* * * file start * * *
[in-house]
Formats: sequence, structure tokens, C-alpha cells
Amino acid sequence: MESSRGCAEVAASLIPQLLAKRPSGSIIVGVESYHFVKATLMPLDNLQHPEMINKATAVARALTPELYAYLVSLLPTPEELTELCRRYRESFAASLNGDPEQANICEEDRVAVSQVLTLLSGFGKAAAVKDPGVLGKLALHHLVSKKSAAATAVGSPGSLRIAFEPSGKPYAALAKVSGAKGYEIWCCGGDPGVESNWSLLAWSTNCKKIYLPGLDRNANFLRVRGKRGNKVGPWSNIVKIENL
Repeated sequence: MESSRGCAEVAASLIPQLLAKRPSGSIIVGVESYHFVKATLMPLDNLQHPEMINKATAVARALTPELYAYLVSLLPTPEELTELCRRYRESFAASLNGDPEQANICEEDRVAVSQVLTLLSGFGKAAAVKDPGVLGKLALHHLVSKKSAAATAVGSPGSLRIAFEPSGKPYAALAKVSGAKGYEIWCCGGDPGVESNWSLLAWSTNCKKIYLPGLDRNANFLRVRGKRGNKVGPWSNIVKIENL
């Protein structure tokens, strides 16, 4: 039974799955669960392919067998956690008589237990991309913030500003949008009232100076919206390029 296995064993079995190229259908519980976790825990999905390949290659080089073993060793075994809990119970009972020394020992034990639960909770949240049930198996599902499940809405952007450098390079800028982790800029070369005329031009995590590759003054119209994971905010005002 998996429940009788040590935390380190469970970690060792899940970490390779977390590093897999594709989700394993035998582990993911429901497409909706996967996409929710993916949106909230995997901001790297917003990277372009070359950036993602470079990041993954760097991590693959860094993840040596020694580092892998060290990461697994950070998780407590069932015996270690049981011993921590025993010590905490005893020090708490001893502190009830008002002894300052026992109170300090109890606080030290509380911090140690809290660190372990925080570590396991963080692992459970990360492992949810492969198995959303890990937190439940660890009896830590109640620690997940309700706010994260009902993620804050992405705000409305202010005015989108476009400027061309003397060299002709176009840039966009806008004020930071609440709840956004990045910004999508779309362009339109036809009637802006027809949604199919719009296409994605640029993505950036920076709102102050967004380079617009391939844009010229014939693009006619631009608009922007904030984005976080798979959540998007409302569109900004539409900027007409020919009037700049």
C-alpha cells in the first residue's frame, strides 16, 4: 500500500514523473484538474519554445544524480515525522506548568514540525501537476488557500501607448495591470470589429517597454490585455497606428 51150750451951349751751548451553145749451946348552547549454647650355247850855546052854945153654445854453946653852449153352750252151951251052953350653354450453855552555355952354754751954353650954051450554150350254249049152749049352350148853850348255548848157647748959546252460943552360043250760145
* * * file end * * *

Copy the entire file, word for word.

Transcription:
[in-house]
Formats: sequence, structure tokens, C-alpha cells
Amino acid sequence: MESSRGCAEVAASLIPQLLAKRPSGSIIVGVESYHFVKATLMPLDNLQHPEMINKATAVARALTPELYAYLVSLLPTPEELTELCRRYRESFAASLNGDPEQANICEEDRVAVSQVLTLLSGFGKAAAVKDPGVLGKLALHHLVSKKSAAATAVGSPGSLRIAFEPSGKPYAALAKVSGAKGYEIWCCGGDPGVESNWSLLAWSTNCKKIYLPGLDRNANFLRVRGKRGNKVGPWSNIVKIENL
Repeated sequence: MESSRGCAEVAASLIPQLLAKRPSGSIIVGVESYHFVKATLMPLDNLQHPEMINKATAVARALTPELYAYLVSLLPTPEELTELCRRYRESFAASLNGDPEQANICEEDRVAVSQVLTLLSGFGKAAAVKDPGVLGKLALHHLVSKKSAAATAVGSPGSLRIAFEPSGKPYAALAKVSGAKGYEIWCCGGDPGVESNWSLLAWSTNCKKIYLPGLDRNANFLRVRGKRGNKVGPWSNIVKIENL
């Protein structure tokens, strides 16, 4: 039974799955669960392919067998956690008589237990991309913030500003949008009232100076919206390029 296995064993079995190229259908519980976790825990999905390949290659080089073993060793075994809990119970009972020394020992034990639960909770949240049930198996599902499940809405952007450098390079800028982790800029070369005329031009995590590759003054119209994971905010005002 998996429940009788040590935390380190469970970690060792899940970490390779977390590093897999594709989700394993035998582990993911429901497409909706996967996409929710993916949106909230995997901001790297917003990277372009070359950036993602470079990041993954760097991590693959860094993840040596020694580092892998060290990461697994950070998780407590069932015996270690049981011993921590025993010590905490005893020090708490001893502190009830008002002894300052026992109170300090109890606080030290509380911090140690809290660190372990925080570590396991963080692992459970990360492992949810492969198995959303890990937190439940660890009896830590109640620690997940309700706010994260009902993620804050992405705000409305202010005015989108476009400027061309003397060299002709176009840039966009806008004020930071609440709840956004990045910004999508779309362009339109036809009637802006027809949604199919719009296409994605640029993505950036920076709102102050967004380079617009391939844009010229014939693009006619631009608009922007904030984005976080798979959540998007409302569109900004539409900027007409020919009037700049």
C-alpha cells in the first residue's frame, strides 16, 4: 500500500514523473484538474519554445544524480515525522506548568514540525501537476488557500501607448495591470470589429517597454490585455497606428 51150750451951349751751548451553145749451946348552547549454647650355247850855546052854945153654445854453946653852449153352750252151951251052953350653354450453855552555355952354754751954353650954051450554150350254249049152749049352350148853850348255548848157647748959546252460943552360043250760145